Six Journalist killed in Mexico in less than a month.

Freedom of expression still under attack.

By Alejandro Gonzalez, Deborah Jeggli, Jaime Carro and Susana Andres.

Marco Avila was the last journalist to be killed in less than a month, he was found stuffed in a garbage bag on a road sideline in the northwestern state of Sonora.


His death came just a few days after another journalist was found dead in a car´s boot in Cuernavaca, which is a central Mexican city, not just that, several days before, three more journalists were discovered in the state of Veracruz.


These deads, plus the dead of the correspondent for the news magazine “Proceso” on April 28th make a total of 6 murders in less than one month, becoming not just a simple problem which needs to be solved by Mexican authorities, but a problem that has called the attention of important International Organizations such as Amnesty International.


“Mexican state and federal authorities must redouble their efforts to protect journalists and human rights defenders and stop the targeted killings, which present a grave threat to freedom of expression”, claimed Rupert Knox, Amnesty International´s Mexico researcher.

“The authorities rarely identify or bring to justice those responsible for attacks on journalists, creating a climate a fear and vulnerability amongst those still brave enough to continue their work. It is vital that full and impartial investigations are carried out immediately, including making use of new federal investigative powers, into each of these cases, to ensure the killers are brought to justice.”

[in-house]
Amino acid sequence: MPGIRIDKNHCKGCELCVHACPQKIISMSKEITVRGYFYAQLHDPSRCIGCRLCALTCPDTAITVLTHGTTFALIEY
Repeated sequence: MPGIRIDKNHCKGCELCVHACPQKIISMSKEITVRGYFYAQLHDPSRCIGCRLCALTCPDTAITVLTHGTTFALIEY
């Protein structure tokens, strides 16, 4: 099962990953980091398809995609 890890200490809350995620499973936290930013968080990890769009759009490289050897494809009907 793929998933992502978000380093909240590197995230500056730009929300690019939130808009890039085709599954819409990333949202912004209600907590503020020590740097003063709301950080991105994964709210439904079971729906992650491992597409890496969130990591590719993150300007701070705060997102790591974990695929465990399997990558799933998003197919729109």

The persistent drug war in Mexico and corruption among government authorities and police in the different states, which compose the country, have made the profession of journalism, a very dangerous profession to exert.

At least 81 journalists have been killed in Mexico since 2000 (according to Mexico´s National Human Rights Commission), with a further 14 disappeared, being perpetrators rarely brought to justice.


The latest killings represent an ongoing wave of violence against the journalist collective across Mexico. Organized criminal groups have killed over a 50.000 individuals in the last five years.


All these facts mentioned above have led some media organizations stop tracking information and covering organized crime, among them is the newspaper “El Mañana”, located in the border city of Nuevo Laredo. The newspaper announced its decision to self-censor after its offices were sprayed with bullets earlier this month.


This problem is asking for international intervention.



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